All day long you attend demos, spend hands-on time with games, and pepper with questions the people who have devoted the most recent portion of their lives creating the games they're sharing with you. You tour the campus. You go behind the scenes. You see the cubicles, the whiteboards, the character renderings. You visit the gym where they work out and the day care center where their kids learn and play.
You have a terrific time, and you're genuinely grateful for the opportunity. You feel a certain affection for these designers, producers and PR people. They remind you of the restless quixotic creative types you ran with in grad school. You want to help them succeed. You want to reward their efforts. Yeah, you know the score. They want buzz for their games, and they want you to help generate it. That's why you're here. You get that.
Still, you walk into every demo primed to spring out of your seat and proclaim "That was awesome! You people are brilliant!" - partly in gratitude, but mostly because we never get to say such things to the faces of the people who make the games we play.
After you retire to the hotel room you could never afford, you catch your breath and look over your notes from the day. ...And you face it. Nothing excited you. Nothing stood out. Nothing made you want to run to your keyboard with an ebullient tweet or blog post.
Well, maybe one game, but I'll talk about that one after I finish playing it.
So now you feel stuck. You saw 8 games, and the best you can muster is indifference to 7 of them. What do you do now? Write a scowling roundup? An essay full of lukewarm impressions? Maybe a simple informational "here are some upcoming games I saw" post would be more appropriate. Or maybe you just walk away and don't write anything. Most of these games are still in development, so it's possible some rabbits could be pulled from hats.
And maybe you're wrong. Maybe you need more time with these games. Maybe you're not very good at evaluating unfinished games. Maybe we shouldn't evaluate unfinished games in the first place. There's a crazy thought.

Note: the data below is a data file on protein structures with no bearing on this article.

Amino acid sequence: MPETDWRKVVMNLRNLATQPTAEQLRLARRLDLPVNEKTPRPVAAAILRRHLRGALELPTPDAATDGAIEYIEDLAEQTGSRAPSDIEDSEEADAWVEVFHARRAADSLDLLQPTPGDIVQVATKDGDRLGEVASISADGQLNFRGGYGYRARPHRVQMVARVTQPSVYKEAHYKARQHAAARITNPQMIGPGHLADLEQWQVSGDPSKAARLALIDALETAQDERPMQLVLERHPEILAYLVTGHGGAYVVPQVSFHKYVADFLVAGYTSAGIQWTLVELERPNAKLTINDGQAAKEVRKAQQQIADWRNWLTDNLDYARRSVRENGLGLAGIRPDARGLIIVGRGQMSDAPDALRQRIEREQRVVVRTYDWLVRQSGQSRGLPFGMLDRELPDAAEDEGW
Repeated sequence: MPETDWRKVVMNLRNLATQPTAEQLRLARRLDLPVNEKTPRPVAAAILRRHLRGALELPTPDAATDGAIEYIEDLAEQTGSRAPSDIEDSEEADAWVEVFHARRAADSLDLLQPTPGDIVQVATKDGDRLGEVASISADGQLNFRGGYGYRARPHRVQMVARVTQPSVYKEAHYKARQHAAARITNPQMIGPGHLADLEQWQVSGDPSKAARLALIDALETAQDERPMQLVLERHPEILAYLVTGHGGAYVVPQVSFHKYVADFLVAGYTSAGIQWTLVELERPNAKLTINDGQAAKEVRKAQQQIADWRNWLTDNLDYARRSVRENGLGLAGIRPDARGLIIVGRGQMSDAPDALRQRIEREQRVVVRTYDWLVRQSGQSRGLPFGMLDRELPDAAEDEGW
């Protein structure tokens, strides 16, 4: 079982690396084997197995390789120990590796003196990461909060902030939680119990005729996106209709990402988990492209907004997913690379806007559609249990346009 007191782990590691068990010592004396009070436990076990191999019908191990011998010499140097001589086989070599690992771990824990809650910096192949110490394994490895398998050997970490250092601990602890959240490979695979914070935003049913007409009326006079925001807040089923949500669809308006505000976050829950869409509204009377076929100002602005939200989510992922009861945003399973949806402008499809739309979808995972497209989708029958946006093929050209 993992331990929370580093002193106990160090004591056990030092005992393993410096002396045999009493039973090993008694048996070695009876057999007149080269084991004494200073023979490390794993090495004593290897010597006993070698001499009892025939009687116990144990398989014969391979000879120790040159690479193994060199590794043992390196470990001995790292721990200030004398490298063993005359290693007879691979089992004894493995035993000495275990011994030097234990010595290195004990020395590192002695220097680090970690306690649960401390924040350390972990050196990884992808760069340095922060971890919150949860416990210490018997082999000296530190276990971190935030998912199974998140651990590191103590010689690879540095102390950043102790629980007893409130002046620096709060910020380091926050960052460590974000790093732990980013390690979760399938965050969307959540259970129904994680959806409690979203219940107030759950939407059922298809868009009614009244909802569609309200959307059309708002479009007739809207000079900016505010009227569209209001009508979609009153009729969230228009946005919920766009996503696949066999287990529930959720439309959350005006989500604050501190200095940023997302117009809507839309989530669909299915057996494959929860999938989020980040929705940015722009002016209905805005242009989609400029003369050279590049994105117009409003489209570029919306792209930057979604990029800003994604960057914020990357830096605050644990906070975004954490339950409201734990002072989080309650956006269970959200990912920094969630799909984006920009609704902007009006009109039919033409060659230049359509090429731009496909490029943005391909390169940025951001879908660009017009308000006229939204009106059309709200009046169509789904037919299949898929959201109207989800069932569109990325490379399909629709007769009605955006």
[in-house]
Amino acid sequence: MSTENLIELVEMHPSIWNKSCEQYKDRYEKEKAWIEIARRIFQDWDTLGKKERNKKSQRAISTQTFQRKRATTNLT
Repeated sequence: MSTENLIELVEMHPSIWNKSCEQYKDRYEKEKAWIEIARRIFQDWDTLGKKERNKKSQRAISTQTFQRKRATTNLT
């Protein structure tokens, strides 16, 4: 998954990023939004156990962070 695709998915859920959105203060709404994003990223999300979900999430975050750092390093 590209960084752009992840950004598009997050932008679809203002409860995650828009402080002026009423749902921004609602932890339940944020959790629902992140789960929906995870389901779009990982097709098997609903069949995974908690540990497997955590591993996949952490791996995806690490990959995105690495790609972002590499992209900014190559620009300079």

I think I've come to understand why game previews tend to be glowing, or at least hopeful. I'm not a games journalist, so I don't make this kind of trip very often, but I'm not sure what purpose is served by slamming an unreleased game. Perhaps I have the luxury of a perspective that's detached from the news delivery imperatives of places like Kotaku or Gamespot. Maybe I'm missing something I ought to be considering. I don't know.
What I do know is that human beings make these games, and when we learn more about each other - when we observe first-hand the earnest hard work and hopefulness of these creators and producers - 'this game r teh sux' responses get replaced by 'it's a shame this game failed' responses, and I believe that's a good thing. It's possible to feel bitterly disappointed by a game, even a little sad perhaps, when you've met the people who worked hard on it and fervently believe in their project. I have a feeling the folks I met already know how the Metacritic beast will treat their games, and maybe that's another reason why doubtful previews serve no useful purpose here.
Please don't look too hard for a thesis here because I don't really have one. I'm writing this post as a way of processing an experience, and I hope you'll forgive me for using this venue in such a self-indulgent way. I'm keenly interested in the potential connecting points between critics and game designers throughout the design process. My little story captures only a sliver, but I'm intrigued by the opportunities inherent in this relationship and the sometimes awkward responsibilities we bear when we write about the games we play.
I plan to keep thinking about it.